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In April, Cambodians in Long Beach Remember Khmer Rouge Regime

  • Men Kimseng
  • VOA Khmer

Long Beach is home to more than 60,000 Cambodian-Americans, the largest community across the United States. (Photo: Men Kimseng/VOA Khmer)

Long Beach City Hall has allocated a plot of land for the construction of a memorial to the “killing fields”.

At this annual commemoration for those who died during the Khmer Rouge regime, the Cambodian-American community in Long Beach, California, hope to heal past wounds.

At a commemoration ceremony on April 20, Melissa Hem, whose parents fled the regime, said “it’s beyond words.”

“Nothing you can say in a sentence sums up what it’s done to our community, our families, and our generation moving forwards; and pretty much all we can do is recognize it and heal.”

The gathering was the third organized by California Senator Ricardo Lara, Congressman Alan Lowenthal and Assemblyman Patrick O’Donnell.

“For me it was important because I also came from an immigrant background where we don’t necessary always trust the government and I want to make sure that government came to our Cambodian American community,” Lara said.

“And so now the community gets all involved in this event as you can see it’s a tremendous success and my goal is that when I leave, this event continues to flourish without me and it’s become now a point of pride for the city of Long Beach and for the Cambodian American community here.”

A study by Asian Americans Advancing Justice LA found that 25 percent of Cambodian-Americans in Long Beach, California, are living in poverty. (Photo: Men Kimseng/VOA Khmer)
A study by Asian Americans Advancing Justice LA found that 25 percent of Cambodian-Americans in Long Beach, California, are living in poverty. (Photo: Men Kimseng/VOA Khmer)

Participants spoke of how the Khmer Rouge regime had affected their families and the community, and ways in which people had sought healing.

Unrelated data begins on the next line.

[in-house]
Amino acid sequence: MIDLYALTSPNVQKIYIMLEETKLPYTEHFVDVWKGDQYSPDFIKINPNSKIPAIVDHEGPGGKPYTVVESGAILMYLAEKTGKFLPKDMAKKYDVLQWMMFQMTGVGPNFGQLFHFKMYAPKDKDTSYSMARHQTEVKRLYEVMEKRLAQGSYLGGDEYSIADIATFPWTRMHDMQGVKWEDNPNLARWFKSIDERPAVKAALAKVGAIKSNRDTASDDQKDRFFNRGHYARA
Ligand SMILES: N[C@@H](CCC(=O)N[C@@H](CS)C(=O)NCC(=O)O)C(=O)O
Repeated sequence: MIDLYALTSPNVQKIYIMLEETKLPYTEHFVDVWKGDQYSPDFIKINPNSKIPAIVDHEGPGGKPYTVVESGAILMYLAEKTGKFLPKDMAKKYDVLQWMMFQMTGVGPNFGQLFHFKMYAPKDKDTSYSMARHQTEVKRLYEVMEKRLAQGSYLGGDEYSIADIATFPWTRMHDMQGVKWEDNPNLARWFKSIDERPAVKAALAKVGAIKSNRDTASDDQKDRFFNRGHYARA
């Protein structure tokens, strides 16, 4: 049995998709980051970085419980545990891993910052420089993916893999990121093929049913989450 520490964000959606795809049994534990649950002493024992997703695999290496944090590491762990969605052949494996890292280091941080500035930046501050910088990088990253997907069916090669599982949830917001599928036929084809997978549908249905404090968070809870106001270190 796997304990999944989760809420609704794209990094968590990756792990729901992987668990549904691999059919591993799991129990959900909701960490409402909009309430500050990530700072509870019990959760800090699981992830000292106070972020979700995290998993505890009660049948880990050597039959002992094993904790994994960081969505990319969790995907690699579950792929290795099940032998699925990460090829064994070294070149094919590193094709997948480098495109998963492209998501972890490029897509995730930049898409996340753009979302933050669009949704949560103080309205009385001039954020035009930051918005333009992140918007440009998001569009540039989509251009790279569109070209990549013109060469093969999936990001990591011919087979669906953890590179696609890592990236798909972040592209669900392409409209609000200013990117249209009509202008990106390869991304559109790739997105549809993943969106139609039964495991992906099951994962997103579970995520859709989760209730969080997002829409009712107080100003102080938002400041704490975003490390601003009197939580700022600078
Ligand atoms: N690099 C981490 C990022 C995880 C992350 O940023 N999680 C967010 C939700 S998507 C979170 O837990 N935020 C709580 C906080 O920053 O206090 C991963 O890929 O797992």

O’Donnell said the gathering was “a triumph” and acknowledgment of “a tragedy”.

“That tragedy that happened so many years ago in Cambodia still lives with us in this community today,” he added. “So tonight is about acknowledging our Cambodian community, acknowledging the love we have for each other and the tragedy that the Cambodian community has suffered.”

The Khmer Rouge regime controlled Cambodia between April 17, 1975 and January 1979 and is blamed for the deaths of some 1.7 million people.

“It was an important day for our Khmer community,” said Rithy Hanh, a community member who attended the ceremony. “This is like wishing the souls of Khmers who died to live a happy life in heaven. It reminds everybody that even though they live in the US, they should not forget that time [of atrocity].”

Rithy was born on the Thai-Cambodian border after his parents fled the regime.

“It’s not too late after 42 years to get this recognition,” said Jonathan Nhean, a community activist and actor. “From now on we have to spread the word to the world about this atrocity. We should not forget or hide it because it was a cruel act that affected the whole population.”

Cambodian traditional dancers give blessing during an annual parade in the designated 'Cambodia Town' section of Long Beach, California, on April 2, 2011, to celebrate Khmer New Year.
Cambodian traditional dancers give blessing during an annual parade in the designated 'Cambodia Town' section of Long Beach, California, on April 2, 2011, to celebrate Khmer New Year.

Long Beach City Hall has allocated a plot of land for the construction of a memorial to the “killing fields”.

Many Cambodians who moved to the United States after the Khmer Rouge takeover suffer from the post-traumatic effects of conflict, according to research by Marshall and Colleagues in 2005.

“I think part of our trauma is that we feel forgotten,” said Hem, a nurse. “We’re not recognized.”

She said that there was little mention of the atrocities in Cambodia in U.S. history textbooks, despite about a third of the population having died under the regime.

“So I think having an event like this, not only helps us to be visible, but it helps to heal us as a community, bring us together and allow us to have pride and have a voice with each other.”

Lowenthal said: “To come to this country with nothing, nothing, after the genocide and now they’ve created a striving wonderful community as you can see in two generations, and three generations of Cambodian Americans in this room and I’m so proud to represent them. They are the American dream and American success story.”

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